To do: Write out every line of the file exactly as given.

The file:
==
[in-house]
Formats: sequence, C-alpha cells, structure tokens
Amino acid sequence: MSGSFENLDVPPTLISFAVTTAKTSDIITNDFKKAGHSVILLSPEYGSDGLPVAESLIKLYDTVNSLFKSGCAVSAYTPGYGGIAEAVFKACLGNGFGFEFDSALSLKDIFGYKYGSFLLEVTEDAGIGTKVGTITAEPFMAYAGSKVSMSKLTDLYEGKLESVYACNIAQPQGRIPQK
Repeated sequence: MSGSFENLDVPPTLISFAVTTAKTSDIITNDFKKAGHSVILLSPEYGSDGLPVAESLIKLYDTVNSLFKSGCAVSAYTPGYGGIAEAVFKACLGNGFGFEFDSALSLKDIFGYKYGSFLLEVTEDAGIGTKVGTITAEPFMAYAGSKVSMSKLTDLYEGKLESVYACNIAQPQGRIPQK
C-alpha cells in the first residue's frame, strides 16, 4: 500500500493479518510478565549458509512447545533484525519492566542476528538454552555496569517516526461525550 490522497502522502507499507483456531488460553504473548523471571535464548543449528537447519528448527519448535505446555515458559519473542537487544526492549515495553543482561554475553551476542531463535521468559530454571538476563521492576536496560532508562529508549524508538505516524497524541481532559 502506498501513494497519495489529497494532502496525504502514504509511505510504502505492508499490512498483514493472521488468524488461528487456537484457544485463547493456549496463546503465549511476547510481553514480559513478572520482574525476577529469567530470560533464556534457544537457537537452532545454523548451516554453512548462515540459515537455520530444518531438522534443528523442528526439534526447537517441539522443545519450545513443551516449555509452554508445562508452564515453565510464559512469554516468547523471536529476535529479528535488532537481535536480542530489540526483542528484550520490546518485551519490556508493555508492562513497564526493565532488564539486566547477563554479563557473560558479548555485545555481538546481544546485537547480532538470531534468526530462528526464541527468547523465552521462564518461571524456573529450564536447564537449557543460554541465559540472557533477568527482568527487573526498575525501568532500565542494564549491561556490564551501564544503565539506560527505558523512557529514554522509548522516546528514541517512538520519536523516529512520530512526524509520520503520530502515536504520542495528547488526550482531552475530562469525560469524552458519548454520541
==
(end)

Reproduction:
[in-house]
Formats: sequence, C-alpha cells, structure tokens
Amino acid sequence: MSGSFENLDVPPTLISFAVTTAKTSDIITNDFKKAGHSVILLSPEYGSDGLPVAESLIKLYDTVNSLFKSGCAVSAYTPGYGGIAEAVFKACLGNGFGFEFDSALSLKDIFGYKYGSFLLEVTEDAGIGTKVGTITAEPFMAYAGSKVSMSKLTDLYEGKLESVYACNIAQPQGRIPQK
Repeated sequence: MSGSFENLDVPPTLISFAVTTAKTSDIITNDFKKAGHSVILLSPEYGSDGLPVAESLIKLYDTVNSLFKSGCAVSAYTPGYGGIAEAVFKACLGNGFGFEFDSALSLKDIFGYKYGSFLLEVTEDAGIGTKVGTITAEPFMAYAGSKVSMSKLTDLYEGKLESVYACNIAQPQGRIPQK
C-alpha cells in the first residue's frame, strides 16, 4: 500500500493479518510478565549458509512447545533484525519492566542476528538454552555496569517516526461525550 490522497502522502507499507483456531488460553504473548523471571535464548543449528537447519528448527519448535505446555515458559519473542537487544526492549515495553543482561554475553551476542531463535521468559530454571538476563521492576536496560532508562529508549524508538505516524497524541481532559 502506498501513494497519495489529497494532502496525504502514504509511505510504502505492508499490512498483514493472521488468524488461528487456537484457544485463547493456549496463546503465549511476547510481553514480559513478572520482574525476577529469567530470560533464556534457544537457537537452532545454523548451516554453512548462515540459515537455520530444518531438522534443528523442528526439534526447537517441539522443545519450545513443551516449555509452554508445562508452564515453565510464559512469554516468547523471536529476535529479528535488532537481535536480542530489540526483542528484550520490546518485551519490556508493555508492562513497564526493565532488564539486566547477563554479563557473560558479548555485545555481538546481544546485537547480532538470531534468526530462528526464541527468547523465552521462564518461571524456573529450564536447564537449557543460554541465559540472557533477568527482568527487573526498575525501568532500565542494564549491561556490564551501564544503565539506560527505558523512557529514554522509548522516546528514541517512538520519536523516529512520530512526524509520520503520530502515536504520542495528547488526550482531552475530562469525560469524552458519548454520541